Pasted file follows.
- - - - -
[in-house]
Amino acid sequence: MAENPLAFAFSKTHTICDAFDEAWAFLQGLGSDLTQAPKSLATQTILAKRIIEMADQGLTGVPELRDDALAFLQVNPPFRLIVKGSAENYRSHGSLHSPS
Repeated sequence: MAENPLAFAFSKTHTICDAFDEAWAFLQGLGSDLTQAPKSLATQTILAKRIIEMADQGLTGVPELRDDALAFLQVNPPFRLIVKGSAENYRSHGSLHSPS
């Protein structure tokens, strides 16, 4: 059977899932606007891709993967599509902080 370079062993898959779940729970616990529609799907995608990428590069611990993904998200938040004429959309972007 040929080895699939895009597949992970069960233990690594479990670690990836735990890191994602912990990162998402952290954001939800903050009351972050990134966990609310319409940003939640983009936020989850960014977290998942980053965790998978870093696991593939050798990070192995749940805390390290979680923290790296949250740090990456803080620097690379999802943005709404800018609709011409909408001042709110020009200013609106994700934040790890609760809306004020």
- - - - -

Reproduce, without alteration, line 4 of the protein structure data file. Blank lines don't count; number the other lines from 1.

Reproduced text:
């Protein structure tokens, strides 16, 4: 059977899932606007891709993967599509902080 370079062993898959779940729970616990529609799907995608990428590069611990993904998200938040004429959309972007 040929080895699939895009597949992970069960233990690594479990670690990836735990890191994602912990990162998402952290954001939800903050009351972050990134966990609310319409940003939640983009936020989850960014977290998942980053965790998978870093696991593939050798990070192995749940805390390290979680923290790296949250740090990456803080620097690379999802943005709404800018609709011409909408001042709110020009200013609106994700934040790890609760809306004020």